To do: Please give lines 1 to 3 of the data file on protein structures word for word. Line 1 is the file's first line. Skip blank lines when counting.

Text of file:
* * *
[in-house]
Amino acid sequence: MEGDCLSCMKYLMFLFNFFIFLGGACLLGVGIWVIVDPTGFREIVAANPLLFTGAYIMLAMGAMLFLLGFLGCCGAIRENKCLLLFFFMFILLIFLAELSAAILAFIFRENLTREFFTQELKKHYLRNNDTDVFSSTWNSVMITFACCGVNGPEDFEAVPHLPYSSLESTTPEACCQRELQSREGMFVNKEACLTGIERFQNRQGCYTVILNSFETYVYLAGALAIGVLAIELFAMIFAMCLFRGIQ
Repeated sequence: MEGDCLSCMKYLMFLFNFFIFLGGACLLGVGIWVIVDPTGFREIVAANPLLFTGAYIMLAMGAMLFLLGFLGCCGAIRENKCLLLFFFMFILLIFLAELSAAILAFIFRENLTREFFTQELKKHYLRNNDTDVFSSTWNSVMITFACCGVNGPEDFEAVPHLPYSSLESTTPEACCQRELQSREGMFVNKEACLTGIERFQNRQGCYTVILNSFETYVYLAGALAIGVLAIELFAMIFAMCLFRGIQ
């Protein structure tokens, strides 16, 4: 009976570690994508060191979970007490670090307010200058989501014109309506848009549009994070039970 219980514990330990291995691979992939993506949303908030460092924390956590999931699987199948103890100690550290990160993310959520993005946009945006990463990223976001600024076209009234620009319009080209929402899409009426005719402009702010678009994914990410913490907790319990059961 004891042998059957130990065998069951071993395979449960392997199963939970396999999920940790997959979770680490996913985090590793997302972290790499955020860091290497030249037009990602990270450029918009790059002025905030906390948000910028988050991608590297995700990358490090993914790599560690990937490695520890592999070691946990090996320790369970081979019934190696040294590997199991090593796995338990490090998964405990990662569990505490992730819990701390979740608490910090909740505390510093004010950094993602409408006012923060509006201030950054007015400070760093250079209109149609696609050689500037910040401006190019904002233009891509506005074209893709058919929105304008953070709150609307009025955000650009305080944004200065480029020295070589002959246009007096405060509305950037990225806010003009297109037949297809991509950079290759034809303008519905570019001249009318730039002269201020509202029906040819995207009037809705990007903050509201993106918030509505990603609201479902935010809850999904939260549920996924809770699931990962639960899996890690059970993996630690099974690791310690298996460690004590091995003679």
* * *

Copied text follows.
[in-house]
Amino acid sequence: MEGDCLSCMKYLMFLFNFFIFLGGACLLGVGIWVIVDPTGFREIVAANPLLFTGAYIMLAMGAMLFLLGFLGCCGAIRENKCLLLFFFMFILLIFLAELSAAILAFIFRENLTREFFTQELKKHYLRNNDTDVFSSTWNSVMITFACCGVNGPEDFEAVPHLPYSSLESTTPEACCQRELQSREGMFVNKEACLTGIERFQNRQGCYTVILNSFETYVYLAGALAIGVLAIELFAMIFAMCLFRGIQ
Repeated sequence: MEGDCLSCMKYLMFLFNFFIFLGGACLLGVGIWVIVDPTGFREIVAANPLLFTGAYIMLAMGAMLFLLGFLGCCGAIRENKCLLLFFFMFILLIFLAELSAAILAFIFRENLTREFFTQELKKHYLRNNDTDVFSSTWNSVMITFACCGVNGPEDFEAVPHLPYSSLESTTPEACCQRELQSREGMFVNKEACLTGIERFQNRQGCYTVILNSFETYVYLAGALAIGVLAIELFAMIFAMCLFRGIQ